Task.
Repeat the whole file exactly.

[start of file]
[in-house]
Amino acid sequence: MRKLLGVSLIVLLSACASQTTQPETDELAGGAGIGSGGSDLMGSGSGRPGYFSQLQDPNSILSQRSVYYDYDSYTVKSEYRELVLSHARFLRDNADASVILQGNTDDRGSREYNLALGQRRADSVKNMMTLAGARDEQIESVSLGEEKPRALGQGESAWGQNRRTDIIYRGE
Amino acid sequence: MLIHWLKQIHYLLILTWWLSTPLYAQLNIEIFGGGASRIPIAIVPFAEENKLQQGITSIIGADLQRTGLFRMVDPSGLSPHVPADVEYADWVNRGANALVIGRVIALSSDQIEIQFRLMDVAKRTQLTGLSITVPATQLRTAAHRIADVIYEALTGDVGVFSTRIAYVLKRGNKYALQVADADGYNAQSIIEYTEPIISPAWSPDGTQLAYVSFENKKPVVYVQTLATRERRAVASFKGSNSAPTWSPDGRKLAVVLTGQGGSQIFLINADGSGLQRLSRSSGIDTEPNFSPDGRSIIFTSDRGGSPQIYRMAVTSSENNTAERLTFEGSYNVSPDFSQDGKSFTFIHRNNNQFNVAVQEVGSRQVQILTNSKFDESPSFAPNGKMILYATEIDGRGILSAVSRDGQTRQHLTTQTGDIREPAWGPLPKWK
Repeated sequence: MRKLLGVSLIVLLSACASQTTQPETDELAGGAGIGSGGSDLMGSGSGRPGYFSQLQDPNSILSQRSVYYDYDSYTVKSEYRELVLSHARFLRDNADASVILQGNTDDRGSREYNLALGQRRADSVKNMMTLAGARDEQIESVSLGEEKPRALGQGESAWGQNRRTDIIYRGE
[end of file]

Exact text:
[in-house]
Amino acid sequence: MRKLLGVSLIVLLSACASQTTQPETDELAGGAGIGSGGSDLMGSGSGRPGYFSQLQDPNSILSQRSVYYDYDSYTVKSEYRELVLSHARFLRDNADASVILQGNTDDRGSREYNLALGQRRADSVKNMMTLAGARDEQIESVSLGEEKPRALGQGESAWGQNRRTDIIYRGE
Amino acid sequence: MLIHWLKQIHYLLILTWWLSTPLYAQLNIEIFGGGASRIPIAIVPFAEENKLQQGITSIIGADLQRTGLFRMVDPSGLSPHVPADVEYADWVNRGANALVIGRVIALSSDQIEIQFRLMDVAKRTQLTGLSITVPATQLRTAAHRIADVIYEALTGDVGVFSTRIAYVLKRGNKYALQVADADGYNAQSIIEYTEPIISPAWSPDGTQLAYVSFENKKPVVYVQTLATRERRAVASFKGSNSAPTWSPDGRKLAVVLTGQGGSQIFLINADGSGLQRLSRSSGIDTEPNFSPDGRSIIFTSDRGGSPQIYRMAVTSSENNTAERLTFEGSYNVSPDFSQDGKSFTFIHRNNNQFNVAVQEVGSRQVQILTNSKFDESPSFAPNGKMILYATEIDGRGILSAVSRDGQTRQHLTTQTGDIREPAWGPLPKWK
Repeated sequence: MRKLLGVSLIVLLSACASQTTQPETDELAGGAGIGSGGSDLMGSGSGRPGYFSQLQDPNSILSQRSVYYDYDSYTVKSEYRELVLSHARFLRDNADASVILQGNTDDRGSREYNLALGQRRADSVKNMMTLAGARDEQIESVSLGEEKPRALGQGESAWGQNRRTDIIYRGE